Fixed interest investments have traditionally been an attractive option for investors who are looking for a steady income stream. There are many types to choose, each with varying risks and benefits, so you need to be careful in choosing which is right for you.

The summary below may help you compare the merits of various fixed interest options and we also take a look at a “new kid on the block” that is catching the eye of many investors looking for healthier returns.

Government bonds
Government bonds have long been a mainstay for fixed interest investors, thanks to the attraction of their high security. A government bond is effectively a loan you are making to the government with an agreed interest rate and fixed term. The fact that the government guarantees the return of your principal at maturity makes them safe and reliable, but the interest rates are generally quite modest. Government bonds usually need to be purchased through your broker.

Peer-to-peer lending
Peer-to-peer lending is a relatively new concept in Australia and holds appeal to investors who are looking for new fixed interest opportunities. The big attraction in comparison to the other alternatives described here is that they offer investors attractive returns by providing them direct access to the previously hard-to-access asset classes of consumer and business credit.

Peer-to-peer lenders match people who have money to invest directly with people who are looking for a loan. This is done using an online platform, which effectively bypasses the need for a traditional financial institution.

Investors get the potential to achieve higher returns while being able to control the level of risk they take on. They can specify parameters on the use of the funds they invest, such as nominating the interest rate, loan period and on some platforms the credit criteria of the loans to reflect their risk appetite.

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Apps and online services are bypassing the need for a financial institution 

By opening up the market and connecting lenders and borrowers more directly, there is no need to rely on a bank to set the borrowing terms. The transparency, efficiency and control inherent in the concept is driving the popularity of peer-to-peer as an option for fixed interest investors and the fact that platforms open to retail investors are well regulated and must conform to ASIC rules is adding to their acceptance.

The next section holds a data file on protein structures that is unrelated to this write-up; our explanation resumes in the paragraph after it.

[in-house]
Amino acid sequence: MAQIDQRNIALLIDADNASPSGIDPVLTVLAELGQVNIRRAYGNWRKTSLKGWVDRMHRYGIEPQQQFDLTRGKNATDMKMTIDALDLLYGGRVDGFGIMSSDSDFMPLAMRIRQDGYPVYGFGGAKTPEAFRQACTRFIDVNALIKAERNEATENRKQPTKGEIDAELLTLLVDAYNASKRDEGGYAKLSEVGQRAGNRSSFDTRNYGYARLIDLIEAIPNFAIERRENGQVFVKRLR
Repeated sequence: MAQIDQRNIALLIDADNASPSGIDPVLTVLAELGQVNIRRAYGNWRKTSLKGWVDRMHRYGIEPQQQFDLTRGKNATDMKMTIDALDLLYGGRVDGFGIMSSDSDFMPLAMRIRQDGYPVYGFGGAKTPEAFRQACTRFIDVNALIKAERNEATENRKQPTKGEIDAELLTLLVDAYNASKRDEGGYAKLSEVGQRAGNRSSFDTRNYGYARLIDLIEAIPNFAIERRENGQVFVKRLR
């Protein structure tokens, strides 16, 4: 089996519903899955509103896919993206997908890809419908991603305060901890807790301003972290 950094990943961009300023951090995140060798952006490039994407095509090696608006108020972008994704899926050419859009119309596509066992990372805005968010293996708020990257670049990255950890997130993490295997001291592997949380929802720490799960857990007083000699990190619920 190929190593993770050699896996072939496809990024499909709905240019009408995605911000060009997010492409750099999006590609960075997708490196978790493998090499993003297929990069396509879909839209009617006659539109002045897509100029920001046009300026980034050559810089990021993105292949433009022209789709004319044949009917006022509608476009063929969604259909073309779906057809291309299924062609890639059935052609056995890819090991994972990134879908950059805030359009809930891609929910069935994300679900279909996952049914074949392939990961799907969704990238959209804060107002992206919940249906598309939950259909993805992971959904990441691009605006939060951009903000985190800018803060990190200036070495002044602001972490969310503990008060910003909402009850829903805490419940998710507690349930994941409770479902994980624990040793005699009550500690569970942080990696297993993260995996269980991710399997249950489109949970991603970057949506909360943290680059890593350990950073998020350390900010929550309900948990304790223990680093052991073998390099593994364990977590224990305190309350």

Peer-to-peer lending is already well entrenched in the UK and USA and is now entering the mainstream in Australia. One of the pioneers of the concept in the Australian market is RateSetter, a platform that already has more than 6000 investors with over $120 million worth of loans placed and a 100% record on capital and interest payments being made back to investors.

Of course there are still risks involved, but P2P lending platforms place a strong emphasis on control and transparency, helping investors choose the platform and assets that match the risk level they are comfortable with, rather than relying on the whims of a monolithic institution. Some, like RateSetter also provide a Provision Fund which can help protect investors against borrower late payments or defaults.  It could be a clever option for those investors looking for a new way to earn competitive fixed interest rates.

Corporate bonds
Corporate bonds bear some similarity with government bonds in that they involve lending money (in this case to a company) at an agreed interest over a set term, but there are important differences. Bonds can vary greatly in the amount of capital security they offer.

Generally speaking, corporate bonds are less risky than buying shares in a company, but their ability to pay interest and to pay back your capital at maturity can be compromised if the company goes out of business. Bondholders take a higher priority than shareholders if this eventuates, but the risk of capital loss still exists.

Corporate bonds can also be traded prior to maturity on a market such as the Australian Securities Exchange. The market value of a bond on the market may differ up or down from its face value, based on current economic conditions.

Take for example if you were selling a 10 year bond that was paying 5% p.a. interest. If market interest rates had slumped to, say, 2.5%, then the interest income from your bond would be very attractive to buyers and the bond could be sold for a higher price than its face value. Conversely, if market rates had jumped above 5%, then the value of the bond could go down.

Mortgage schemes
Mortgage schemes are a type of managed fund that lends to borrowers to buy property or to undertake property development projects. On the surface these may seem safe and have attractive interest rates, but there are potentially higher risks. Mortgage schemes are often used to raise capital by developers who may not be able to secure loans from banks, due to the higher risks of borrowers defaulting or a property development project going bust.

Hybrid securities
The term ‘hybrid security’ is a catch-all name that covers a range of investments with odd sounding names, such as ‘capital notes’, ‘convertible preference shares’ and ‘subordinated notes’. These can be highly complex investments that are issued by institutions like banks, but this doesn’t mean that they offer the level of security that you would normally associate with bank investments, (such as term deposits).

Rates can be attractive but in certain circumstances your investment could be converted to shares in the bank and leave you with less capital than you initially invested.

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